As seen in Asheville Citizen Times / Asheville Scene, Fri. September 16, 2022
When Dwight Rhoden and Desmond Richardson first met and collaborated at the Alvin Ailey American Dance Theatre, both artists knew that they had landed on something unique.
“We spoke the same language. We just kind of got each other,” Rhoden said in a 2021 interview.
Initially, though, the pair didn’t set out to create their own company. “We set out to do a project with our friends. We were going to have one big performance, and that was it,” Rhoden continued. “But it didn’t turn out that way. We were so in love with all the different types of dancers we brought into one room. … We looked at each other in the tech rehearsal and said, ‘We need to do something with this.’ It was too special.”
Twenty-eight years later, Complexions Contemporary Ballet represents one of the world’s most recognized and respected names in performing arts. The company combines remarkably gifted dancers, powerful choreography and electrifying music to re-envision ballet through a modern lens. Together, Rhoden and Richardson have created an institution that embodies its historical moment, a sanctuary where those passionate about dance can celebrate its past while simultaneously building its future.
And that innovative approach is apparent in the programming planned for the company’s two performances at downtown Asheville’s Wortham Center for the Performing Arts, Sept. 23 and 24 — which, among other company favorites, includes the critically acclaimed “LOVE ROCKS,” set to the psychedelic riffs of Lenny Kravitz.
Like ballet set to rock music, much of Complexions’ work brings together several contrasting themes or ideas to form unexpected harmonies. Citing his own multiracial background, Rhoden said that this “appreciation of differences” has heavily influenced the company’s choreography, and that he’s always “looking for ways to bring together all these contrasting elements” to create something truly unique and meaningful, unlike anything the audience may have seen before.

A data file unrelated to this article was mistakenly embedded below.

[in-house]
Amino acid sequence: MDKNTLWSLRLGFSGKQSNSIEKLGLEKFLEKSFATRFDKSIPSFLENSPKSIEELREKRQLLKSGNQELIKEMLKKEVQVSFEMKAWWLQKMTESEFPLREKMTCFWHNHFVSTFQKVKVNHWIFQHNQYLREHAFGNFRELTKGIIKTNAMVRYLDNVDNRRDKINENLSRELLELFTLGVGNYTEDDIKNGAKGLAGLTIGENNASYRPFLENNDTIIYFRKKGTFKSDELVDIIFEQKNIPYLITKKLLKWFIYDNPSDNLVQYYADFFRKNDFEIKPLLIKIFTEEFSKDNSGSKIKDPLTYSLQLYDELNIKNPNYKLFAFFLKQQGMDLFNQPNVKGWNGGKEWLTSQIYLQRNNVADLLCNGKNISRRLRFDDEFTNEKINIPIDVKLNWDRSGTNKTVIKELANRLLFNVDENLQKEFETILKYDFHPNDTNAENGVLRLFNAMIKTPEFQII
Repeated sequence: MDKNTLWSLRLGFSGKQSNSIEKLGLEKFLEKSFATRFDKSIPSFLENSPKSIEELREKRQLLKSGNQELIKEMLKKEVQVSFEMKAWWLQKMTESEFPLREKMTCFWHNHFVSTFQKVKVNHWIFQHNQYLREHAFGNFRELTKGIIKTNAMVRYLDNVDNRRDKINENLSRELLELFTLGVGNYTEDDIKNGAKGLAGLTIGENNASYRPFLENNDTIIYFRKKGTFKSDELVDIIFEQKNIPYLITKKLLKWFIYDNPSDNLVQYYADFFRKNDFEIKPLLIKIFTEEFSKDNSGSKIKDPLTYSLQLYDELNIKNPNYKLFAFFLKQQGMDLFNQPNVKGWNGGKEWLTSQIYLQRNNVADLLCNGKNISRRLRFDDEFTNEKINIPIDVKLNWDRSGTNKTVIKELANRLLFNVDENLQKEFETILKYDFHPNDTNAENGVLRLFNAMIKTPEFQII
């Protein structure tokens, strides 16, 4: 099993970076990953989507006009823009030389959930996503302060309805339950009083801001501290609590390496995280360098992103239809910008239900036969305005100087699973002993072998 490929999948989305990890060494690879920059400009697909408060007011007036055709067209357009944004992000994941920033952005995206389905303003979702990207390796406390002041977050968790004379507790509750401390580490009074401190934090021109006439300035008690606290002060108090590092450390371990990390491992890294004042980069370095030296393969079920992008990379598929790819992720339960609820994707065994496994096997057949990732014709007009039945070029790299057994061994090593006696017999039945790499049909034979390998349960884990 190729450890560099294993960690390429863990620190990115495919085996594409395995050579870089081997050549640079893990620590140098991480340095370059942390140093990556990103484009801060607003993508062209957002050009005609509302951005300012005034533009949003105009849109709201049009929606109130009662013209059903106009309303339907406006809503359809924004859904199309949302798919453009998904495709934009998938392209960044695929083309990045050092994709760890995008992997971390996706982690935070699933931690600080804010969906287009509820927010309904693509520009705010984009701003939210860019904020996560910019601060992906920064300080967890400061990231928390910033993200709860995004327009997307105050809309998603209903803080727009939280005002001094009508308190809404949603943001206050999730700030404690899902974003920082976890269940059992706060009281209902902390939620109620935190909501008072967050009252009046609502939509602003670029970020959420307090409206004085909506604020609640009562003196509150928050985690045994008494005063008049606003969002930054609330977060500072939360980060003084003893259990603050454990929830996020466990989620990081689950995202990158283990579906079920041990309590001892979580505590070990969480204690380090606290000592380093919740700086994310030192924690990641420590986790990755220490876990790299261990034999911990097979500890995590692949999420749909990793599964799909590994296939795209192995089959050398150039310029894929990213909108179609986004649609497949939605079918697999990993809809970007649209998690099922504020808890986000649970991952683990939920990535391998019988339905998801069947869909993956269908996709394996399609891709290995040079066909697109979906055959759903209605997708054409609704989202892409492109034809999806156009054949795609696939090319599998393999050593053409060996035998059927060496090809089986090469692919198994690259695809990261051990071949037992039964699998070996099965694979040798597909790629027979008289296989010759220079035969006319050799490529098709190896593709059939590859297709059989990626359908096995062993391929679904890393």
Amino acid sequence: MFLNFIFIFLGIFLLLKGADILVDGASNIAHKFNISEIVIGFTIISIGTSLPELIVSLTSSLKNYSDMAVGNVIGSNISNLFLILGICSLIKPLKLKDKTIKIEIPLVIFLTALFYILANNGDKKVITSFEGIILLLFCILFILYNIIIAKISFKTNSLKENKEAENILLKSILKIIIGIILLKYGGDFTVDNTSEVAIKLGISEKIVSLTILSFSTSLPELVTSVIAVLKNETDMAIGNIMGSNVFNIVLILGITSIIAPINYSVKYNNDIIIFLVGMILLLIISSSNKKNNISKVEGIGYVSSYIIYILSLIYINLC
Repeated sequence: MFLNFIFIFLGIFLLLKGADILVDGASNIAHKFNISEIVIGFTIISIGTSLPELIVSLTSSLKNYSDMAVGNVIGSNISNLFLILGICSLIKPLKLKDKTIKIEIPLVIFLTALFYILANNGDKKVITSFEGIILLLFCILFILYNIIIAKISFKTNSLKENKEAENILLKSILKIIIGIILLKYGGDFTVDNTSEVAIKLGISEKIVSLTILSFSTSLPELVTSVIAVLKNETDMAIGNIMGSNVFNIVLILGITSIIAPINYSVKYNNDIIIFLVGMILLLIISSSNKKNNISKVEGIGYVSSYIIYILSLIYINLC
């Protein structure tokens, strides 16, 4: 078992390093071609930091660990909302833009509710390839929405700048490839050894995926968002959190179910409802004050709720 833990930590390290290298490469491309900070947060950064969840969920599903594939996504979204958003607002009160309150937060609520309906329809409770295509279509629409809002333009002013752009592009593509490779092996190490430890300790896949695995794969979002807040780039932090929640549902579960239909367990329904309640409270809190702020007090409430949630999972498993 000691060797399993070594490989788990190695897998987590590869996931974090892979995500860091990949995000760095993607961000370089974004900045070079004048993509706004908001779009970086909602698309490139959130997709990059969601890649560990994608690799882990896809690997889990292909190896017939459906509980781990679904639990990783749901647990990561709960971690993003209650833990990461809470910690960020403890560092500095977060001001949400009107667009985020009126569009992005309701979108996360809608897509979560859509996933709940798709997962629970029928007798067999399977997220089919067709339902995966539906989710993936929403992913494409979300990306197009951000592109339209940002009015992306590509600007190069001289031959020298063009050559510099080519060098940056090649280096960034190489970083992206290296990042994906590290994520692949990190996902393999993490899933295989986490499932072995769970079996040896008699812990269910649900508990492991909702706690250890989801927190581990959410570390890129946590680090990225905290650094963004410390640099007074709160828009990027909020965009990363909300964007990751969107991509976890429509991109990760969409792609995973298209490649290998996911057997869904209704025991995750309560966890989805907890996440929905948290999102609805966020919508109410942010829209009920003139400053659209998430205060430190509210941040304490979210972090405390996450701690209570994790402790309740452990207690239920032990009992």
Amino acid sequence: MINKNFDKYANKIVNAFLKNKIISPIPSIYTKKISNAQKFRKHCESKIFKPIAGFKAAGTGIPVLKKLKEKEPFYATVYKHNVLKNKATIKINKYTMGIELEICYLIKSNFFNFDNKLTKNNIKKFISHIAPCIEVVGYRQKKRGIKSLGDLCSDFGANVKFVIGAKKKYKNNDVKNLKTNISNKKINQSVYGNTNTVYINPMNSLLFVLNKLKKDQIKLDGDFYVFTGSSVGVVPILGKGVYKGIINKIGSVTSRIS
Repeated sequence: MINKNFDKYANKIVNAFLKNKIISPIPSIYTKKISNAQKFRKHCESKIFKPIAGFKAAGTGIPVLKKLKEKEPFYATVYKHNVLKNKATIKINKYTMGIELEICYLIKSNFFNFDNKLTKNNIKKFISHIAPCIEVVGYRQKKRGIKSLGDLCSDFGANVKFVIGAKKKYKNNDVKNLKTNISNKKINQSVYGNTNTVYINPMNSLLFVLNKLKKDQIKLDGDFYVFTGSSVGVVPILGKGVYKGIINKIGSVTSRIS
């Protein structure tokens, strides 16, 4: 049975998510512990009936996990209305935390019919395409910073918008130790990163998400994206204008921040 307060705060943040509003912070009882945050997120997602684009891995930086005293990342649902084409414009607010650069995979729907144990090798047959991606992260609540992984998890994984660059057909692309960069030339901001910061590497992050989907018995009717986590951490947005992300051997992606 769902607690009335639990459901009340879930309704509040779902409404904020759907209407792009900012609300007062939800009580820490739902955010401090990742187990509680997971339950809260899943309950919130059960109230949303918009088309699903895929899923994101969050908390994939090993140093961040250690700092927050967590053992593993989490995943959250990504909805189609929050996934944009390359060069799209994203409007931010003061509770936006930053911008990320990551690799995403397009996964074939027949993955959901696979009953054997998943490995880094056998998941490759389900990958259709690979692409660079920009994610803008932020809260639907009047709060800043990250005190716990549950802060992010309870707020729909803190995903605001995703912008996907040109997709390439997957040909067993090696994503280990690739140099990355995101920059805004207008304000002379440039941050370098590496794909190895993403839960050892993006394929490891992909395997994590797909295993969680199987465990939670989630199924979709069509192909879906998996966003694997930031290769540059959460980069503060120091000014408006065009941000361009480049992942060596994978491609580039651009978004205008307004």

Above all, he said, he and Richardson hope to create work that connects with others — that means something beyond a performance on stage.
The founder’s mentor, Alvin Ailey, “made you believe that anything was possible” as long as you “bring your heart to it,” Rhoden explained. “It wasn’t enough for you to be able to do a step. It was about what you were saying with the work, and how you were able to reach people. … And I hope that I’ve carried on those ideas.”
In addition to Complexions’ two Asheville performances, the company is hosting a master class for intermediate to advanced dancers ages 16 and older. The class, held at 1 p.m. Sept. 24, explores the intersections of classical and contemporary music and movement, teaching students exercises from the company’s repertoire. Ahead of each night’s performance, artists from the company will also host pre-show discussions at 7 p.m. in the Tina McGuire Theatre to give additional insight and context to the choreography presented.
IF YOU GO
What: Complexions Contemporary Ballet
When: 8 p.m. Sept. 23 and 24
Where: Wortham Center for the Performing Arts, 18 Biltmore Ave., downtown Asheville